Studio Studies

March 27, 2009

When alumnus Joe Fig (BFA 1991 Fine Arts, MFA 2002 Fine Arts) visits another artist’s studio, he has his eye on more than the artworks in progress. Fig creates detailed miniature models of artists in their studios, taking careful measurements, reference photos and an in-depth interview during each visit. Several of his sculptures are currently on view at the Byron C. Cohen Gallery in Kansas City, MO, through Saturday, April 25; and he has an upcoming exhibition at Boston’s Carroll & Sons Gallery, May 20 – July 4.

In addition, Inside the Painters Studio, a book containing Fig’s interviews, photographs and studio models—including his work based on fellow alumni Inka Essenhigh (MFA 1994 Fine Arts), Barnaby Furnas (BFA 1996 Fine Arts), Steve Mumford (MFA 1994 Fine Arts), Alexis Rockman (BFA 1985 Fine Arts) and Billy Sullivan (1968 Fine Arts)—will be published in fall 2009 by Princeton Architectural Press.

How would you describe your art to someone unfamiliar with your work?
My interest is in the creative process and the studio spaces where work is made, to get insight into the day-to-day realties and practicalities of what it means to be an artist. When I contact an artist and do a studio visit, I conduct a formal interview with questions that deal with things like the artist’s average day, how they sustain a career, etc. Then I photograph and measure everything in the studio. When I come back to my studio, I’m figuring out how to translate that into my own art form, to create a portrait of that artist, but not a literal portrait.

How do you select which artists’ studios to model?
Initially I started with more art-historical figures. I’d been a representational, figurative painter, and I thought if I saw how the abstract expressionists worked, I’d be able to become an abstract painter. That I’d learn something by duplicating their studio. The first model I did of a contemporary artist was Steve DeFrank. Then I made a sculpture of him, and that process felt so much more natural because I’m not going through history books, I’m getting first-hand information. From then on I did only contemporary artists.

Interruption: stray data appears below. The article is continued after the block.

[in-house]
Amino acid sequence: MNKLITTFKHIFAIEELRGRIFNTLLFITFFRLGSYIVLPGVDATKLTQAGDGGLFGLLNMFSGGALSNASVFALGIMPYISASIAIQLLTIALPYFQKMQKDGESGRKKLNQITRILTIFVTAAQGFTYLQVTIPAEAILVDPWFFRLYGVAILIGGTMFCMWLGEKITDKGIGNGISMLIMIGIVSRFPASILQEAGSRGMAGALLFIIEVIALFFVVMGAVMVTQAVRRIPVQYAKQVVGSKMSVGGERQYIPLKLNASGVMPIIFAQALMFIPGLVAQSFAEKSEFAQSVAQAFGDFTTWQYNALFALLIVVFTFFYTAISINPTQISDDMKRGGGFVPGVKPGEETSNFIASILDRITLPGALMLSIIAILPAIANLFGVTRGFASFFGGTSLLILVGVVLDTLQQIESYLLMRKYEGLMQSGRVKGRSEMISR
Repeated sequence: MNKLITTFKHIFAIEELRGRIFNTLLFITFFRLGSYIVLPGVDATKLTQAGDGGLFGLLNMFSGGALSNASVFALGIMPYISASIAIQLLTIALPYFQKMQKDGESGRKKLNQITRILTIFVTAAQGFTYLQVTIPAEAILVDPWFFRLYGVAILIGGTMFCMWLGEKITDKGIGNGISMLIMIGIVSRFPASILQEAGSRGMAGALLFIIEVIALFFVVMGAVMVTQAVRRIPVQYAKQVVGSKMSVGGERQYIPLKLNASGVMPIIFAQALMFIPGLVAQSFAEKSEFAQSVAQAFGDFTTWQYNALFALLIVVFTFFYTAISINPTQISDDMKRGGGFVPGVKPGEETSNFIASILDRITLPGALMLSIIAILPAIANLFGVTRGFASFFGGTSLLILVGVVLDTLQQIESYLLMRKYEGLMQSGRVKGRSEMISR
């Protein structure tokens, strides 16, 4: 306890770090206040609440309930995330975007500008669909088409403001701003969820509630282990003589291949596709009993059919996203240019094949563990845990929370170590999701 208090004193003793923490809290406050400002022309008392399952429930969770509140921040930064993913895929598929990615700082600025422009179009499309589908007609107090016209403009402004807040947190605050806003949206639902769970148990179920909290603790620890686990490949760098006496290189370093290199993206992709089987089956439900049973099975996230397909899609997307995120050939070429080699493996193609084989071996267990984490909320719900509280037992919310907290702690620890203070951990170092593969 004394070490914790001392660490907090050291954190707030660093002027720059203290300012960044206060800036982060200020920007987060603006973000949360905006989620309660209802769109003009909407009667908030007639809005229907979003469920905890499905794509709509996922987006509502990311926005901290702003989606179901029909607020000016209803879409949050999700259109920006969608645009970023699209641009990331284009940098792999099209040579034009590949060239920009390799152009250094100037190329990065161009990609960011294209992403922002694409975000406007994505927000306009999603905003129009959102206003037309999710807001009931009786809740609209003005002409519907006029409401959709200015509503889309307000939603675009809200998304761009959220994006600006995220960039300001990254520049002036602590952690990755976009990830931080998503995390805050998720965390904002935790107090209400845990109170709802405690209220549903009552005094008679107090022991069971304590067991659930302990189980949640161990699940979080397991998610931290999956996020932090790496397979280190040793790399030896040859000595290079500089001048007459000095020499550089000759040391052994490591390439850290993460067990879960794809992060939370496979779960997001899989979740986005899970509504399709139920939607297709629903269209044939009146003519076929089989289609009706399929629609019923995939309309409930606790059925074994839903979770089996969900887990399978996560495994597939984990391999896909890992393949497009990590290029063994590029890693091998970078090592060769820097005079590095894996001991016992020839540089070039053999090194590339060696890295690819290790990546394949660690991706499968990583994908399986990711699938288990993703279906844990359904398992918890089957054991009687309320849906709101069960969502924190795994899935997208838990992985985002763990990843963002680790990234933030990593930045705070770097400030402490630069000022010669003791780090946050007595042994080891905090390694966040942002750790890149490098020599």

Did you have an “A-ha!” moment when the character of your work became clear to you?
I painted for about 10 years, starting from when I graduated from undergrad at SVA. After 10 years of painting, I felt I’d said all I could say with the type of work I was doing. Then I had about a year of trying to figure out what to paint next. It led me to create sculptures of painters, to try to get a better understanding of painting and what painters do. I found myself in grad school surrounded by students in their studios, surrounded by the idea of the studio. So I started thinking of looking into the individual creative process and how artists set up their studios to make their work. After I made about four of these, I got positive feedback and it became its own thing.

Images: Joe Fig, (top) Inka Essenhigh & Steve Mumford 2003 (Detail of Inka), 2003; (bottom) Inka Essenhigh & Steve Mumford 2003 (Detail of Steve), 2003.

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